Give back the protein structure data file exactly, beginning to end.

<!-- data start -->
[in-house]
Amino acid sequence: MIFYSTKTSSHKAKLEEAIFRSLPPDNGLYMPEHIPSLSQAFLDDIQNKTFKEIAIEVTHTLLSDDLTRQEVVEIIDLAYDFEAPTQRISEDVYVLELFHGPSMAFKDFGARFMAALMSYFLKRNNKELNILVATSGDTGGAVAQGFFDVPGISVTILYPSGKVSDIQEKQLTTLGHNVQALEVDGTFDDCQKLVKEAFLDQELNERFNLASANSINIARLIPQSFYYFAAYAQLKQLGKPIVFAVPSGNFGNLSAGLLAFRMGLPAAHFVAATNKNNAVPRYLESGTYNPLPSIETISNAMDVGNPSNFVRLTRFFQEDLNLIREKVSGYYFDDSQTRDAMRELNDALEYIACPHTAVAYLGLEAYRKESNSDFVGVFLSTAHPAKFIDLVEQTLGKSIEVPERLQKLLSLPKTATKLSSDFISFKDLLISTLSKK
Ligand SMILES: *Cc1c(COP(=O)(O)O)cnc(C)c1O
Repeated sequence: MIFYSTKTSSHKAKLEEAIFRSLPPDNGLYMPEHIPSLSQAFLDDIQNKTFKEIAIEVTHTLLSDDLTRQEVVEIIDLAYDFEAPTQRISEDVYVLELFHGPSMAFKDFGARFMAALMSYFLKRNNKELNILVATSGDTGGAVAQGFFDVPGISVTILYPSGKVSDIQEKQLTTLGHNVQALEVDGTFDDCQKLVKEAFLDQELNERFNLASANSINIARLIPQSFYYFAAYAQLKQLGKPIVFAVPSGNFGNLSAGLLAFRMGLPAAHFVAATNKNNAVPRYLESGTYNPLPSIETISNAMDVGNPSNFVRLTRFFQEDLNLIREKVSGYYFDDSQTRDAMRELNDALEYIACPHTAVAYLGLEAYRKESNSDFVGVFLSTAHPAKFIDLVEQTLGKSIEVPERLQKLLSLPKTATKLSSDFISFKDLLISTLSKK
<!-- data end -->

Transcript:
[in-house]
Amino acid sequence: MIFYSTKTSSHKAKLEEAIFRSLPPDNGLYMPEHIPSLSQAFLDDIQNKTFKEIAIEVTHTLLSDDLTRQEVVEIIDLAYDFEAPTQRISEDVYVLELFHGPSMAFKDFGARFMAALMSYFLKRNNKELNILVATSGDTGGAVAQGFFDVPGISVTILYPSGKVSDIQEKQLTTLGHNVQALEVDGTFDDCQKLVKEAFLDQELNERFNLASANSINIARLIPQSFYYFAAYAQLKQLGKPIVFAVPSGNFGNLSAGLLAFRMGLPAAHFVAATNKNNAVPRYLESGTYNPLPSIETISNAMDVGNPSNFVRLTRFFQEDLNLIREKVSGYYFDDSQTRDAMRELNDALEYIACPHTAVAYLGLEAYRKESNSDFVGVFLSTAHPAKFIDLVEQTLGKSIEVPERLQKLLSLPKTATKLSSDFISFKDLLISTLSKK
Ligand SMILES: *Cc1c(COP(=O)(O)O)cnc(C)c1O
Repeated sequence: MIFYSTKTSSHKAKLEEAIFRSLPPDNGLYMPEHIPSLSQAFLDDIQNKTFKEIAIEVTHTLLSDDLTRQEVVEIIDLAYDFEAPTQRISEDVYVLELFHGPSMAFKDFGARFMAALMSYFLKRNNKELNILVATSGDTGGAVAQGFFDVPGISVTILYPSGKVSDIQEKQLTTLGHNVQALEVDGTFDDCQKLVKEAFLDQELNERFNLASANSINIARLIPQSFYYFAAYAQLKQLGKPIVFAVPSGNFGNLSAGLLAFRMGLPAAHFVAATNKNNAVPRYLESGTYNPLPSIETISNAMDVGNPSNFVRLTRFFQEDLNLIREKVSGYYFDDSQTRDAMRELNDALEYIACPHTAVAYLGLEAYRKESNSDFVGVFLSTAHPAKFIDLVEQTLGKSIEVPERLQKLLSLPKTATKLSSDFISFKDLLISTLSKK